Seif: Currency Switch Poses No Problem
Changing Iran's monetary unit from rial to toman and the subsequent replacement of all banknotes with the new currency present no cumbersome challenge, the Central Bank of Iran's governor said.
"This measure [of renewing the banknotes] causes no problem and it does not seem to entail much cost either because if the proposal is approved by the parliament, current banknotes can be used until the last moment," Valiollah Seif said in a talk with Tasnim News website.
"New banknotes will gradually be printed in toman instead of rial and while the old notes are still in circulation, they can be used simultaneously. The rest is not complicated and can be resolved through directives, which show there is no cause for alarm."
The government gave the green light to change Iran’s monetary unit from rial to toman in the Cabinet’s latest meeting on Wednesday, the approval of which by the parliament will lead to dropping one zero from the national currency.
On Friday, a deputy governor of the CBI confirmed that the move could entail a complete reprint of all Iranian banknotes.
"If the decision is approved by the parliament, it is possible that minor changes will be considered when new banknotes are printed at the beginning of the next year (in March),” Akbar Komijani added.
Seif pointed to the longstanding and much-discussed dialogue between experts and officials alike surrounding the proposal of lopping three or four zeroes from the national currency. He said the proposal remains on the table, regardless of the Cabinet's recent decision and "should not under any circumstances be considered to be at odds with this matter".
He added that although Iran has reached a level of economic stability compared with last year, time is not yet ripe to lop off more zeroes from the currency and "it could be implemented in the next one or two years".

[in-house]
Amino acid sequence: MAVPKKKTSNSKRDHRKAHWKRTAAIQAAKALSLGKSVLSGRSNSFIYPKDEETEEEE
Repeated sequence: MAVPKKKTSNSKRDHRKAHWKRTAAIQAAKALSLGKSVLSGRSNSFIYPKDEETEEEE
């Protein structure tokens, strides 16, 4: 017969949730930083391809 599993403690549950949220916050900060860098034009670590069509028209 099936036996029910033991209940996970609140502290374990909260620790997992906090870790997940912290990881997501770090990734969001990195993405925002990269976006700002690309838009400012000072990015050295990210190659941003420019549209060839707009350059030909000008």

According to the CBI governor, changing the monetary unit is only a case of laws and regulations being tinkered to accommodate the "society's norms", to respect popular culture and provide mental ease to Iranians.
Toman has long been the currency of choice in daily transactions by citizens while rial (10 of which equal one toman) has been used as Iran’s monetary unit in official documents and budget statements. The new proposed plan effectively reverses the initial conversion from toman to rial established in 1932 and equates 10 rials with one toman.
Seif, who also heads the Money and Credit Council, said that is why when a regulation pertaining to the Central Bank Bill was being reviewed in the government, it included an article that stated that rial is the official monetary unit and equals 100 dinars.
"Therefore, the proposal was put forward to respect the overarching notion in society and based on that, the article was corrected in a way that now identifies toman consisting of 10 rials as Iran's official monetary unit," he said.